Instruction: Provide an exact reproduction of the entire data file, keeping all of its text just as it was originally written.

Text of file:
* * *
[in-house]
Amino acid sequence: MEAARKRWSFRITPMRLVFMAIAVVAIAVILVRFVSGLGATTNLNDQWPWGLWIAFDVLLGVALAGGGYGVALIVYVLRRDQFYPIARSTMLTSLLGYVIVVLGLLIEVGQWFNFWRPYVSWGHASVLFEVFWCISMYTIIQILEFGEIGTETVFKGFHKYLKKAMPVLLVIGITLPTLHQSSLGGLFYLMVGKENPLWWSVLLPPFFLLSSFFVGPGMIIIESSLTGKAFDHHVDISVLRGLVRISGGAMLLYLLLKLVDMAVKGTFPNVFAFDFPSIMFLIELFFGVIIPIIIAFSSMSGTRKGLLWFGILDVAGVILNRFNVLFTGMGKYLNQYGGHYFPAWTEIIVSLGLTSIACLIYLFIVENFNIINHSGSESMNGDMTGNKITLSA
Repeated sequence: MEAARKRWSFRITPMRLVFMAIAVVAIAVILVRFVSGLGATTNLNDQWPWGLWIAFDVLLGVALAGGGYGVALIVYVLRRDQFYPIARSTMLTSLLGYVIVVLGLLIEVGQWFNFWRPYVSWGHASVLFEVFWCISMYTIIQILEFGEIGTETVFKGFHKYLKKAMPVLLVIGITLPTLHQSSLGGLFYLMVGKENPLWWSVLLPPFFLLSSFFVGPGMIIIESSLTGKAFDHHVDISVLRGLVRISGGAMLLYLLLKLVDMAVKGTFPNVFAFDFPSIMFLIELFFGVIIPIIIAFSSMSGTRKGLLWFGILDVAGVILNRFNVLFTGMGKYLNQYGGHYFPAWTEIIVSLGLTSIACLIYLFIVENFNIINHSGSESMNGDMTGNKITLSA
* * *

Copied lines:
[in-house]
Amino acid sequence: MEAARKRWSFRITPMRLVFMAIAVVAIAVILVRFVSGLGATTNLNDQWPWGLWIAFDVLLGVALAGGGYGVALIVYVLRRDQFYPIARSTMLTSLLGYVIVVLGLLIEVGQWFNFWRPYVSWGHASVLFEVFWCISMYTIIQILEFGEIGTETVFKGFHKYLKKAMPVLLVIGITLPTLHQSSLGGLFYLMVGKENPLWWSVLLPPFFLLSSFFVGPGMIIIESSLTGKAFDHHVDISVLRGLVRISGGAMLLYLLLKLVDMAVKGTFPNVFAFDFPSIMFLIELFFGVIIPIIIAFSSMSGTRKGLLWFGILDVAGVILNRFNVLFTGMGKYLNQYGGHYFPAWTEIIVSLGLTSIACLIYLFIVENFNIINHSGSESMNGDMTGNKITLSA
Repeated sequence: MEAARKRWSFRITPMRLVFMAIAVVAIAVILVRFVSGLGATTNLNDQWPWGLWIAFDVLLGVALAGGGYGVALIVYVLRRDQFYPIARSTMLTSLLGYVIVVLGLLIEVGQWFNFWRPYVSWGHASVLFEVFWCISMYTIIQILEFGEIGTETVFKGFHKYLKKAMPVLLVIGITLPTLHQSSLGGLFYLMVGKENPLWWSVLLPPFFLLSSFFVGPGMIIIESSLTGKAFDHHVDISVLRGLVRISGGAMLLYLLLKLVDMAVKGTFPNVFAFDFPSIMFLIELFFGVIIPIIIAFSSMSGTRKGLLWFGILDVAGVILNRFNVLFTGMGKYLNQYGGHYFPAWTEIIVSLGLTSIACLIYLFIVENFNIINHSGSESMNGDMTGNKITLSA